Tuesday, September 17, 2019

"No War for Oil" Needed - Thanks to Fracking

For years here, I have been praising the concept of energy independence for the United States (see, e.g. Energy Wars: Fracking Our Way Ahead):
It's interesting that people who have previously argued that we should not fight "wars for oil" in our own national interest are willing (1) to commit our national forces and dollars to possibly fighting "wars for oil" for the interests of other countries and (2) that people who who are opposed to U.S. fracking on environmental grounds seem to be totally okay with the status quo of pushing environmental damage off to those second and third world countries who are resource rich but not in the protesters back yards - and condemning others in the world to be dependent on the whims of leaders in Russia and other undemocratic countries.
It also behooves Europe and Japan that the U.S., Canada and Mexico develop LNG export facilities to allow the export of natural gas to offset the Russian and Iranian power in using the "oil and gas weapon" against Europe.

The U.S. government should be encouraging U.S. companies to help Poland to explore its shale gas reserves as an offset to the Russians. While the estimated levels of Polish shale gas are fluctuating, there is gas there and it is both Polish and European interests to develop it.

It's not just the U.S. that has the potential to be "sitting pretty" as a result of the the shale boom.
You don't want to fight Iran for attacking Saudi Arabia?

Fine, continue to use the our oil and gas production to continue to inflict economic damage on the Iranians - our crude and NG is perfectly fungible for what Iran produces. The world will little note nor long remember what Iran and its surrogates are trying to do by disrupting the energy flow from the Arabian Gulf. Iran has gone to this well before, but this time the world has moved on from total reliance on Middle East oil and gas. The U.S. can be entirely energy independent of the Middle East.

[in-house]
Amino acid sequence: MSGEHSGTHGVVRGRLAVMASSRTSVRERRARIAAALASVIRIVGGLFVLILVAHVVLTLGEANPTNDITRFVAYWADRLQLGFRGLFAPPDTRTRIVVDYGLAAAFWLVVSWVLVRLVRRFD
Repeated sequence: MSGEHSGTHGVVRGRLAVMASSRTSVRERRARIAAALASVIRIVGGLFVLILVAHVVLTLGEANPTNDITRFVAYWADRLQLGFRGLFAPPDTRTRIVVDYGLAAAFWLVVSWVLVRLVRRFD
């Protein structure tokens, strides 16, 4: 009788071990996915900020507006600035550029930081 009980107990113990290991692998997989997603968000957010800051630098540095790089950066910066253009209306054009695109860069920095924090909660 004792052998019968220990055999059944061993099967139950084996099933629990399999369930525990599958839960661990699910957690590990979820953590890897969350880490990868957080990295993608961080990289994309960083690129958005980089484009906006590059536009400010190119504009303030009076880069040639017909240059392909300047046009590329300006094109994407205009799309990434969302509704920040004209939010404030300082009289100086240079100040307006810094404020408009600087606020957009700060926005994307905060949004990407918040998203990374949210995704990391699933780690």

In fact, it occurs to me that without the infusion of cash from the Obama Administration's Joint Comprehensive Plan of Action (JCPOA) deal with Iran, Iran would be soon be running on empty.

It is also worth noting that due to the wonders of its socialist dictatorship, Venezuela's oil production is not really a factor in the world market right now. If that situation could be reversed, the importance of Middle East energy supplies diminishes even further.

We just need to ride this out.

Oh, and build more nuclear power plants.

In the meantime, it seems demand for product is on a downward trend:

Friday, August 30, 2019

Gulf of Guinea Piracy: Nigeria Reaches Out to Japan for Help

Report that Nigeria's leader has asked Japan for assistance in fighting piracy and illegal fishing in the Gulf of Guinea here:
President Muhammadu Buhari on Thursday in Yokohama, Japan, sought the support of the Japanese government in combating piracy in the Gulf of Guinea as well as illegal fishing in that region.

The President made the request during a bilateral meeting between the Nigerian delegation and Japanese officials led by Prime Minister Shinzo Abe.
Might get interesting if Japan helps out fighting the far seas Chinese fishing criminals.

An oil rich country of over 200 million should be willing to spend money on an adequate Coast Guard or Navy to patrol its own waters, vital sea lanes, and to join in regional operations with its neighbors to cut down on local thuggery and the foreign fishing fleets that are troubling western Africa. To be fair, Nigeria has recently added to its fleet Nigerian Navy commissions new vessels